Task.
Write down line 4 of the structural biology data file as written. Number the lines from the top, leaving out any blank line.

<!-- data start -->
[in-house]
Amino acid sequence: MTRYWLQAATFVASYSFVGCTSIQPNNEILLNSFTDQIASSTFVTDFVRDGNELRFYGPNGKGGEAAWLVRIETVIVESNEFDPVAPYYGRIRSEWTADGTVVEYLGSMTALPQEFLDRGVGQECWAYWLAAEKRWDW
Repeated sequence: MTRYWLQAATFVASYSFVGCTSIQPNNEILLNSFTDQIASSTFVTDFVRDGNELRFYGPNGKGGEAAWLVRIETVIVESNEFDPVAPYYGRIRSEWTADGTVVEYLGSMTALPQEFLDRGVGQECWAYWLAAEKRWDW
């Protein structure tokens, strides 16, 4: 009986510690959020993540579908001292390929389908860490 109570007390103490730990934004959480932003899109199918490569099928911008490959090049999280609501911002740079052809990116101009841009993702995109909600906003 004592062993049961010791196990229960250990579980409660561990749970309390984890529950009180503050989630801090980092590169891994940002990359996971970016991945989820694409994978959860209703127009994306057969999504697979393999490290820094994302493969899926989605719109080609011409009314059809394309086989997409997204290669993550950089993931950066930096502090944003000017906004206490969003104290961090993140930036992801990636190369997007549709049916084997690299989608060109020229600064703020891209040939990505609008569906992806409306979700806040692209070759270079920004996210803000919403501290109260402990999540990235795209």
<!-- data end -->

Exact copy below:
């Protein structure tokens, strides 16, 4: 009986510690959020993540579908001292390929389908860490 109570007390103490730990934004959480932003899109199918490569099928911008490959090049999280609501911002740079052809990116101009841009993702995109909600906003 004592062993049961010791196990229960250990579980409660561990749970309390984890529950009180503050989630801090980092590169891994940002990359996971970016991945989820694409994978959860209703127009994306057969999504697979393999490290820094994302493969899926989605719109080609011409009314059809394309086989997409997204290669993550950089993931950066930096502090944003000017906004206490969003104290961090993140930036992801990636190369997007549709049916084997690299989608060109020229600064703020891209040939990505609008569906992806409306979700806040692209070759270079920004996210803000919403501290109260402990999540990235795209």